|LETTER TO EDITOR
|Year : 2019 | Volume
| Issue : 3 | Page : 266
Is metabolic syndrome truly prevailing among 1st-year medical students of a medical college in North Karnataka, India?
Mahmood Dhahir Al-Mendalawi
Department of Paediatrics, Al-Kindy College of Medicine, University of Baghdad, Baghdad, Iraq
|Date of Web Publication||15-Oct-2019|
Prof. Mahmood Dhahir Al-Mendalawi
P. O. Box 55302, Baghdad Post Office, Baghdad
Source of Support: None, Conflict of Interest: None
|How to cite this article:|
Al-Mendalawi MD. Is metabolic syndrome truly prevailing among 1st-year medical students of a medical college in North Karnataka, India?. Indian J Health Sci Biomed Res 2019;12:266
|How to cite this URL:|
Al-Mendalawi MD. Is metabolic syndrome truly prevailing among 1st-year medical students of a medical college in North Karnataka, India?. Indian J Health Sci Biomed Res [serial online] 2019 [cited 2020 Mar 28];12:266. Available from: http://www.ijournalhs.org/text.asp?2019/12/3/266/269194
I read the distinguished study by Teli et al. published in May–August 2019 issue of the Indian J Health Sci Biomed Res. They determined the prevalence of metabolic syndrome (MS) among healthy Indian medical students and compared the prevalence between both genders. They found that the MS prevalence was 10.83% among the studied students with 9.4% in males and 11.94% in females. However, the difference between genders was not statistically significant (P = 0.66). At least one risk factor for developing MS was noticed in 76.6% of the students. The prevalence of individual components for MS was abdominal obesity (59.17%), raised serum triglyceride (2.50%), reduced serum high-density lipoprotein (HDL) (38.33%), raised blood pressure (BP) (systolic BP [SBP] – 20.83% and diastolic BP – 28.33%), and raised blood glucose (5.83%). In terms of gender analysis, 46.27% of females and 28.30% of males had lower HDL values (P = 0.04). Moreover, SBP was higher in 37.74% of males compared to 7.46% of females (P = 0.0001). I assume that the above-mentioned results must be cautiously interpreted. The authors addressed one study limitation related to the small sample size (n = 120). I assume that the following methodological limitations might additionally cast suspicions on the study results. In the methodology, the authors mentioned that the MS parameters were recorded according to the guidelines of the International Diabetes Federation (IDF). There are certain concerns on the precision of the IDF tool to diagnose MS. It is explicit that there are many definition criteria for MS, notably IDF, National Cholesterol Education Program Adult Treatment Panel III (ATPIII), and the American Heart Association (AHA). Assessment of these three criteria showed that the MS prevalence was significantly estimated greater on employing IDF and AHA definitions as compared to the ATPIII definition and that IDF and AHA definitions were found more sensitive than that of ATPIII definition in diagnosing MS. Moreover, the IDF criteria employed in the study by Teli et al. is old dated back to 2006 and it is no more worthy. With the construction of the new diagnostic MS criteria in the Indian population that has been launched in 2016, I assume that conducting a large-scale study employing Indian MS criteria could yield a better idea on the prevalence of MS among medical students and related risk factors.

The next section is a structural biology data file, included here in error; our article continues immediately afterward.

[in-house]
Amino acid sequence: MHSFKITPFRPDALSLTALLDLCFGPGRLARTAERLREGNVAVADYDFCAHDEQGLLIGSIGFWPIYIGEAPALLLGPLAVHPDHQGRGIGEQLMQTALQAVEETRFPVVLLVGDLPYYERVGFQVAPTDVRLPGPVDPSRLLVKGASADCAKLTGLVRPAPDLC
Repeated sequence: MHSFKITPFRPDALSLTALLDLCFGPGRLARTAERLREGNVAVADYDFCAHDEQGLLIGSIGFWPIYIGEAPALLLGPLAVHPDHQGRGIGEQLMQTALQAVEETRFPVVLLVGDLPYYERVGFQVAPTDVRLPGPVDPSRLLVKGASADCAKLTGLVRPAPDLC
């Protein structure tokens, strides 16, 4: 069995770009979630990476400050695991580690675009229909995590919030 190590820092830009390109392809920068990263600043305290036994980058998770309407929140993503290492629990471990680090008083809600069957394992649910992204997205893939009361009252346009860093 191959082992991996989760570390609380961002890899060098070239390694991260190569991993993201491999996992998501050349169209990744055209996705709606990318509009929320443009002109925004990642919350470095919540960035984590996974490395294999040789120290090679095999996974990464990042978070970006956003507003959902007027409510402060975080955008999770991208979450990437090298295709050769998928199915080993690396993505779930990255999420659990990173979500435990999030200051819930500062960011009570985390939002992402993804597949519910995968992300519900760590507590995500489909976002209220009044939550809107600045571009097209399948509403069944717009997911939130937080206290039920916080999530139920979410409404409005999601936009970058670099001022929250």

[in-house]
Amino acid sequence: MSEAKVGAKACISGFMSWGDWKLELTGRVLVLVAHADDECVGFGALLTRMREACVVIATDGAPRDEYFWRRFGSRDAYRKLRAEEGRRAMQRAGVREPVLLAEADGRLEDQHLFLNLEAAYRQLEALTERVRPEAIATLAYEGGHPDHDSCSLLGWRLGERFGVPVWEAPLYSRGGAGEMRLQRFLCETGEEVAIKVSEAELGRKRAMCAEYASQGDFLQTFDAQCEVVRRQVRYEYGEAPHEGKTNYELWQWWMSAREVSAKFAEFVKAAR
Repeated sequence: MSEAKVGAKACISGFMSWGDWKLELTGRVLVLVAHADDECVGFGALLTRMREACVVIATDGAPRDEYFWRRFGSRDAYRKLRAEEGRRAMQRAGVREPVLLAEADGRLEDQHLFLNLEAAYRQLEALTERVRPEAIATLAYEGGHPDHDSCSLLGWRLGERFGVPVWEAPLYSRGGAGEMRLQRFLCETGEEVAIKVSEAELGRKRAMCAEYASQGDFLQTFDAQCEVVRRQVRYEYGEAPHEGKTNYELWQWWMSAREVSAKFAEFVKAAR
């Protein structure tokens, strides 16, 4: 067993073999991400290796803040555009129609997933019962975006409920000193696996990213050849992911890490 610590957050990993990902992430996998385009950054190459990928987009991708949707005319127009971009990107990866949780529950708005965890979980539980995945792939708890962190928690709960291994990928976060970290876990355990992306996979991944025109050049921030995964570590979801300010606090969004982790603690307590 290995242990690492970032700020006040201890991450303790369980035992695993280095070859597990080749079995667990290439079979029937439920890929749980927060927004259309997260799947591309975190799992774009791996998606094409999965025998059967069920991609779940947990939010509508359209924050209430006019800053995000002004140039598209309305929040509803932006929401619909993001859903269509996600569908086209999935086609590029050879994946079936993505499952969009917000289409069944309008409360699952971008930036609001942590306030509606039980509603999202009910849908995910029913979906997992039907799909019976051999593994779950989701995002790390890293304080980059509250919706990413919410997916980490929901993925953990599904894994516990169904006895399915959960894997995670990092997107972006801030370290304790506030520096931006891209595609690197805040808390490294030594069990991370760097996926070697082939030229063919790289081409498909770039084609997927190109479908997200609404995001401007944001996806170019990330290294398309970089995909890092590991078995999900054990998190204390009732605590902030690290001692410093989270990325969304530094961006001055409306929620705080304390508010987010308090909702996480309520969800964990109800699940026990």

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| References|| |
Teli A, Jabannavar V, Adorno I, Gayatri GS, Lampis F, Patil P. Estimation of prevalence of metabolic syndrome among 1st
year medical students of a medical college in North Karnataka, India. Indian J Health Sci Biomed Res 2019;12:174-8. [Full text]
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